Szpilman's family were deported to Treblinka, where they were exterminated; he survived only because a music-loving policeman recognised him. This was only the first in a series of fatefully lucky escapes that littered his life as he hid among the rubble and corpses of the Warsaw Ghetto, growing thinner and hungrier, yet condemned to live. Ironically it was a German officer, Wilm Hosenfeld, who saved Szpilman's life by bringing food and an eiderdown to the derelict ruin where he discovered him. Hosenfeld died seven years later in a Stalingrad labour camp, but portions of his diary, reprinted here, tell of his outraged incomprehension of the madness and evil he witnessed, thereby establishing an effective counterpoint to ground the nightmarish vision of the pianist in a desperate reality. Szpilman originally published his account in Poland in 1946, but it was almost immediately withdrawn by Stalin's Polish minions as it unashamedly described collaborations by Lithuanians, Ukrainians, Poles and Jews with the Nazis. In 1997 it was published in Germany after Szpilman's son found it on his father's bookcase. This admirably robust translation by Anthea Bell is the first in the English language. There were 3,500,000 Jews in Poland before the Nazi occupation; after it there were 240,000. Wladyslaw Szpilman's extraordinary account of his own miraculous survival offers a voice across the years for the faceless millions who lost their lives. --David Vincent --This text refers to an out of print or unavailable edition of this title.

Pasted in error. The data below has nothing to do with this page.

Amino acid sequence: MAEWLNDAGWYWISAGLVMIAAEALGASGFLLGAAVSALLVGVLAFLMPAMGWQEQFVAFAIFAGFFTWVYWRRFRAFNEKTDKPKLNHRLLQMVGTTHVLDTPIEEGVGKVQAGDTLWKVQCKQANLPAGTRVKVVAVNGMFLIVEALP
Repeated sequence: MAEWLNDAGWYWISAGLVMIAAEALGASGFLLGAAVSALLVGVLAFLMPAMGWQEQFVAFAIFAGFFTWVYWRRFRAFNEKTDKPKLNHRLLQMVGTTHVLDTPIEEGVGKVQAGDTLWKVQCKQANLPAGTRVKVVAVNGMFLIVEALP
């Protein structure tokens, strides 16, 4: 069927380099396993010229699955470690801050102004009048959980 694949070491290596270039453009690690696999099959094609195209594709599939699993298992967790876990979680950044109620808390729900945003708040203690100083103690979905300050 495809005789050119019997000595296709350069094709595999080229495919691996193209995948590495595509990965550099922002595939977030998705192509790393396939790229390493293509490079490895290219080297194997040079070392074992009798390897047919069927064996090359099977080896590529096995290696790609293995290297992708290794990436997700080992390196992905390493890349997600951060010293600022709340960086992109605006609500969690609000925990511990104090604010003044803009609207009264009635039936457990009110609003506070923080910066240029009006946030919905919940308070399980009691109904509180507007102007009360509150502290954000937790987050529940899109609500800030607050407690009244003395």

Review

OSCARS - The Pianist has won three OSCARS (count 'em!) for BEST ADAPTED SCREENPLAY, BEST DIRECTOR, BEST LEADING ACTOR... and you can't miss the coverage in the national and regional newspapers, radio and TV...! BAFTAS- You'll remember The Pianist won the BAFTA for BEST FILM beating Gangs of New York, Chicago, The Hours and Lord of the Rings. It also won the BAFTA for BEST DIRECTOR.It has also just won BEST FILM at the inaugural LONDON JEWISH CULTURE CENTREAWARDS FOR CONTRIBUTIONS TO JEWISH CULTURE. It is also number 15 on the US Bestseller lists. Just such a shame that the author never lived to see his story being so widely acclaimed. Many of you will remember the author, Wladlyslaw Szpilman, who came over to promote the book in hardback and who sadly died before the film was realised. With such a brilliant Director and the amazing true story of how Wladyslaw survived because of his love of music, the film is attracting a huge amount of attention and the reissued paperback is also receiving good reviews. As THE MAIL ON SUNDAY says:"This edition of the book has been released to coincide with a new Hollywood film, but I strongly recommend reading it first." "One of the most human of stories" JEWISH CHRONICLE "Szpilman pays testament to the strange magic of music, without which he would have dies alongside his family." SUNDAY HERALD "a remarkable book... no-holds-barred... fascinating." SUNDAY TELEGRAPH --This text refers to the Paperback edition.